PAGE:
Why You Should Increase Your RAP Production and How to Get There

Why asphalt plants should increase RAP production and how state agencies and researchers are showing the way.

Illinois Tollway 2
Photo courtesy Illinois Tollway

As an accounting professional might say when analyzing financial results, numbers don’t lie. Such logic also applies when assessing ongoing market trends and longer-term sales projections to take advantage of new and developing business opportunities.

Which is why visionary asphalt producers and contractors are paying more attention to the continued rising interest in reclaimed asphalt pavement (RAP) use by state transportation agencies across the country who welcome the economic, environmental and efficiency benefits of RAP in asphalt mixture.

The National Asphalt Pavement Association (NAPA) estimates that RAP used in asphalt mixtures in the 2018 construction season totaled 82.2 million tons, representing a 7.9% increase over the prior year total of 76.2 million tons and a slow but gradual 46.8% rise in overall RAP use in mixtures since NAPA, in conjunction with the Federal Highway Administration (FHWA), began surveying contractor use of recycled materials in 2009. The number of states with asphalt producers reporting the use of RAP in pavement at 20% and higher peaked at 30 states in the 2018 survey, up from 24 states in 2017 and 10 states in 2009.

In addition, a significant part in the greater use of RAP has to do with successful studies and pavement test results of reclaimed asphalt mixed with the proper additives, a global market that is projected to grow by $2.7 billion between now and 2029.

“Additives play a big role in enriching and improving the types of pavements that the industry can make,” says Hassan Tabatabaee, global technical manager—Asphalt Solutions at Minneapolis-based Cargill, Inc. “The greater benefits offered by additives are not yet fully understood by the industry and not everyone is taking full advantage of them, but word is getting out among producers and contractors that the right additive can be a  valuable and reliable tool.”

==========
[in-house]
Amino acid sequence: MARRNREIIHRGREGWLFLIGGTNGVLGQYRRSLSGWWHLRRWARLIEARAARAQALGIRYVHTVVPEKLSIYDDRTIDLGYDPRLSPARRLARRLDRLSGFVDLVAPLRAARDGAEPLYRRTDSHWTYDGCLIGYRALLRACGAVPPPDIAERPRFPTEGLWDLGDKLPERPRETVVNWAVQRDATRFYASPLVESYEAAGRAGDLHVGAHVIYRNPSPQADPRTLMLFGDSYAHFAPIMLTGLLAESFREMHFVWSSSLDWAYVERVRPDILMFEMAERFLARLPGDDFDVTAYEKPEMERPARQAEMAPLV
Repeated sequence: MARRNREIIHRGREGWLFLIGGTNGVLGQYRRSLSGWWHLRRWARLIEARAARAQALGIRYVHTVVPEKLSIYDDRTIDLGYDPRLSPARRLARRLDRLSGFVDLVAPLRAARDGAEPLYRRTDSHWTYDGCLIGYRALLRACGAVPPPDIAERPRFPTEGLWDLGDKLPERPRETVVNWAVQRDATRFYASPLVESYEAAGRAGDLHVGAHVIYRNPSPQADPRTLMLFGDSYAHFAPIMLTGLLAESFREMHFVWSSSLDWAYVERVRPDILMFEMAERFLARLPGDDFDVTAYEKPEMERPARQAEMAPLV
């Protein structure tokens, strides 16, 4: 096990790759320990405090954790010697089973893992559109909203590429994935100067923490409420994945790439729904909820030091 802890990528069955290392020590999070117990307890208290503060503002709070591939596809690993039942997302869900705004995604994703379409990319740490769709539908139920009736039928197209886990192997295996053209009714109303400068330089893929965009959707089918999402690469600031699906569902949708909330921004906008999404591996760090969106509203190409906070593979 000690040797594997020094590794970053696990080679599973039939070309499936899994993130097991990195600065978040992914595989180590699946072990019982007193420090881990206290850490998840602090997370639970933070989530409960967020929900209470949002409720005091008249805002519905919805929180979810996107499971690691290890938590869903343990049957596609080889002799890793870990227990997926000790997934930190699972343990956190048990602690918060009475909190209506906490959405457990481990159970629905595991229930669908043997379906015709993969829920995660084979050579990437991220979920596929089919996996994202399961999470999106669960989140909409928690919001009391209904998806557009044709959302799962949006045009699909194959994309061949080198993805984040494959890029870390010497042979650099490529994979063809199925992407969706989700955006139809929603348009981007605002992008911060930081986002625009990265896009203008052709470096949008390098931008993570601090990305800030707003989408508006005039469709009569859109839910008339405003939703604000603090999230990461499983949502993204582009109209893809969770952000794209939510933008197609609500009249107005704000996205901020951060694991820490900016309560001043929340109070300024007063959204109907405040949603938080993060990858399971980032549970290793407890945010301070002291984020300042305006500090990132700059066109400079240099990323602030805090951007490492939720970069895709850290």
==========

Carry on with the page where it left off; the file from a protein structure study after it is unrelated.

Rejuvenators and other additives available today help build upon pavement sustainability and performance. Both the additive chemistry and proper mix formulation are important for ultimate success, i.e., what it allows the contractor or the agency to do with it for best product results. 

“When it comes to additive mix percentages, there are ranges but it changes based on application and performance needs,” Tabatabaee points out. “A good example might be what baking soda is to the cake. There’s no standard amount of baking soda you put in cakes. Every cake is different. There’s always a certain number of teaspoons you’re going to consider, but the specific amount is something that you tailor per mix and application.”

Some of the more innovative states, producers and contractors already have been moving the needle forward on new formulations and ranges in their asphalt specs after conducting successful tests on trial products.

Small State Enjoys Big Benefits

The state of Delaware has been among some of the more progressive states in the successful use of recycled material in new pavement, both from a research standpoint as well as through performance testing. The state’s smaller footprint at 100 miles north to south and 20 miles east to west allows for the quick, centralized decision-making that helped it increase the use of RAP over the past 10 years.

Today, DelDOT, which maintains 90% of the state’s roads, uses on average 25% RAP, 4% RAS in mixtures. The state began using reclaimed asphalt in new pavement mixtures a decade or so ago, impacted by two unpredictable, but major developments: The beginning of the deep U.S. recession in 2009 prompting the state to trim costs by mixing in about 18% RAP and the devastation caused by Hurricane Sandy in October 2012 along the nearby Jersey Shore.